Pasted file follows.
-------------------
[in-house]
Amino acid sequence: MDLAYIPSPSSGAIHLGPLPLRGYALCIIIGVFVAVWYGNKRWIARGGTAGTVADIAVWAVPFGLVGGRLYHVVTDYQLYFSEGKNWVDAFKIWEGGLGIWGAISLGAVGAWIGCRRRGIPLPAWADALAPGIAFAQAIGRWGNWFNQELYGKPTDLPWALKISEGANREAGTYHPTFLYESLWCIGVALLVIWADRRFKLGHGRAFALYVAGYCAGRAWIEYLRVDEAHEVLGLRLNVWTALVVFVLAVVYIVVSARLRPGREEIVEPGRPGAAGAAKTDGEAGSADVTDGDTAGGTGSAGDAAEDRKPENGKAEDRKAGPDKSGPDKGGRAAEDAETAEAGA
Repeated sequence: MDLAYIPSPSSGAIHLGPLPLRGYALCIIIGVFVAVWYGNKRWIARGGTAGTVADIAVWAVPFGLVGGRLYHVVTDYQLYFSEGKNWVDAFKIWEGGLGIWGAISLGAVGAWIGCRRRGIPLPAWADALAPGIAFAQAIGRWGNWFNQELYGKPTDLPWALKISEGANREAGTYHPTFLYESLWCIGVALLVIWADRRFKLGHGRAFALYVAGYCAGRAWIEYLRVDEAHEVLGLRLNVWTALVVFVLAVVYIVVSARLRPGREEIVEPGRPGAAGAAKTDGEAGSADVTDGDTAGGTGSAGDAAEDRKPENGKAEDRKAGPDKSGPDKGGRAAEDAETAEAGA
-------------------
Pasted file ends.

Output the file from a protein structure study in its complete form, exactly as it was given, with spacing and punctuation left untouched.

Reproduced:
[in-house]
Amino acid sequence: MDLAYIPSPSSGAIHLGPLPLRGYALCIIIGVFVAVWYGNKRWIARGGTAGTVADIAVWAVPFGLVGGRLYHVVTDYQLYFSEGKNWVDAFKIWEGGLGIWGAISLGAVGAWIGCRRRGIPLPAWADALAPGIAFAQAIGRWGNWFNQELYGKPTDLPWALKISEGANREAGTYHPTFLYESLWCIGVALLVIWADRRFKLGHGRAFALYVAGYCAGRAWIEYLRVDEAHEVLGLRLNVWTALVVFVLAVVYIVVSARLRPGREEIVEPGRPGAAGAAKTDGEAGSADVTDGDTAGGTGSAGDAAEDRKPENGKAEDRKAGPDKSGPDKGGRAAEDAETAEAGA
Repeated sequence: MDLAYIPSPSSGAIHLGPLPLRGYALCIIIGVFVAVWYGNKRWIARGGTAGTVADIAVWAVPFGLVGGRLYHVVTDYQLYFSEGKNWVDAFKIWEGGLGIWGAISLGAVGAWIGCRRRGIPLPAWADALAPGIAFAQAIGRWGNWFNQELYGKPTDLPWALKISEGANREAGTYHPTFLYESLWCIGVALLVIWADRRFKLGHGRAFALYVAGYCAGRAWIEYLRVDEAHEVLGLRLNVWTALVVFVLAVVYIVVSARLRPGREEIVEPGRPGAAGAAKTDGEAGSADVTDGDTAGGTGSAGDAAEDRKPENGKAEDRKAGPDKSGPDKGGRAAEDAETAEAGA